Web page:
They started off as a gag because you could program the lights to do anything you want. (programmable RGB LEDs and a built in micro processor. Very geeky these) Then a buddy of mine told me he'd like a set if they could do white light. Well, yeah they can do white.. Really well!
Using them for blowing rust, rocks tar and other yuch out of the frame rails on my old truck. They worked amazingly well. I've not tried them for camping as yet. They do have rechargeable LiPo battery. USB charger built in etc.
Another friend testing them. Its hard to get a good picture when they are running.
Take look at a solar powered led lantern called a Lucy. I find the in Walmart and academy sports. Just put a them on your dash and they charge up. 8hrs on high and 12hrs on mid. They cost about 15.00 each. I use about 4 to 6.
I have a few of these Snow Peaks. Mostly for in the tent, or over the table. They are adjustable in intensity and are very good on battery life. 2 fill our TNF Kaiju with enough light to read.
I still carry a couple brass candle lanterns, have had them for a really long time and they give me enough light to read by when I am siting at the table. Or have the warm glow of a fire when I am in places where they are banned (most of the places near me from now until september)
We use the classic duel fuel Coleman lantern for while we are cooking along with headlamps. However, we use the Luminoodle Basecamp for our kitchen during after hours. It works great to keep it bright enough to be able to find something or refill a cocktail. It also seems to not attract as many bugs as some of the other non LED lights do. Not sure why that is.... We also have the smaller 6 foot Luminoodle in our rooftop tent. This is great because we just leave it up there and hook it up to a battery pack when we fold out our tent. It also has a dimming function for when you don't want your tent to be mistaken as a landing strip for an airplane.
If we are setting up camp in the dark we just face the Jeep towards where we want our tent to go(currently looking for a rooftop tent so this will change things) and turn on our 52" LED Light bar till we have a fair amount of our gear set up then we pull out our Goal Zero YETI 150 battery pack and plug in a string of low amperage draw shatterproof outside string lights we bought from Lowes or Home Depot I can't recall, and that gives us plenty of ambient light to see and not be too much. For better visibility we have PTEC headstrap lights, for inside the tent we have the UST pop up lights which are great because it has 4 modes, 3 brightness level modes, an amber light mode. Whats really cool is when you turn it off the rubbery pop up material it's like a cone glows in the dark and last for hours so after we turn the light off to fall asleep it leaves enough light to not be completely in the dark but I'm sure to an extent it attracts critters even though our smell does that just fine lol. Attached is showing the string lights, one string is 28 ft long and depending on how we set up camp we either hang it from our awning or around the campsite. We use tree saver straps starting the string at the jeep while it's hooked up to the Goal Zero and run them to trees immediately surrounding our campsite, works really great in my opinion but really depends on how much light/visibility you want.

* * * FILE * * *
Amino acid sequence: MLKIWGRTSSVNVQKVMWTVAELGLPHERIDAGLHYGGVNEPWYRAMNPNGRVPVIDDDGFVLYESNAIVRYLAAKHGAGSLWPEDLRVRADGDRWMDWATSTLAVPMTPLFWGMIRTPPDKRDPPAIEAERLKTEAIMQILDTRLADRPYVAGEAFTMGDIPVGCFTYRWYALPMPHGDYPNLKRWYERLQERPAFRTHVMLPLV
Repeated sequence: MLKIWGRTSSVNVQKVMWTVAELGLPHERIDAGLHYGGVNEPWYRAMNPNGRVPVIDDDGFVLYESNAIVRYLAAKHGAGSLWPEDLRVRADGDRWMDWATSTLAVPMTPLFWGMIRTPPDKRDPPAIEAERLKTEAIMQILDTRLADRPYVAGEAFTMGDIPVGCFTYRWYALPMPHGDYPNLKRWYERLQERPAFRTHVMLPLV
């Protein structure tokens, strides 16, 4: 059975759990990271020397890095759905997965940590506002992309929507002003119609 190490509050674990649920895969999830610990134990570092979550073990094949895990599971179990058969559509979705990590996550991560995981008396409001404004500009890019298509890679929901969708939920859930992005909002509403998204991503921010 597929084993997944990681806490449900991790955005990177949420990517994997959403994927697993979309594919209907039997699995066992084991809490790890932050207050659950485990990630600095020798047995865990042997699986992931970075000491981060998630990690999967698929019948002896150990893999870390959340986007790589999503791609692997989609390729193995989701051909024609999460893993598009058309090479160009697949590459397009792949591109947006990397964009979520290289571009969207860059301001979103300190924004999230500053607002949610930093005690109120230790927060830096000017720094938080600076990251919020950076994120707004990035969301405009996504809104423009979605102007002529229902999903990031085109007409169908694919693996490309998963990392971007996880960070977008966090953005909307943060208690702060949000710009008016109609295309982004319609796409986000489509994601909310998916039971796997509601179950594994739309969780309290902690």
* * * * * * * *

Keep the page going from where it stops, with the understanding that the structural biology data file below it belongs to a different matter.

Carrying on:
Like some have eluded to here, I am not a fan of blasting lights while camping. Even in everyday life I feel light sets the mood, and calm and relaxed does not come from a blue-white LED. I like the low glow of a Coleman Lantern hung on a shepherds hook on the outskirts of camp. For in camp I like the warm orange glow of light, be it from the fire or Edison Bulbs like Kyle & Kerri have above. Of course if I have to setup camp at night, it has to be the headlamp.
I have a 30,000 lumen light bar on my rig that works wonders for setting up. After I get set up I use my beloved Coleman Northstar lantern. These things can get incredibly bright and there is just something wonderful atleast to me about the sound and light that is produced by a Coleman lantern.
When I'm planning to basecamp for some time I carry a trio of coleman dual fuel lanterns that I use nightly. In my FJ when traveling daily I have switched to 3 small rechargeable UCO pika lanterns that I can hang from my awning and that recharge from my USB ports in the back.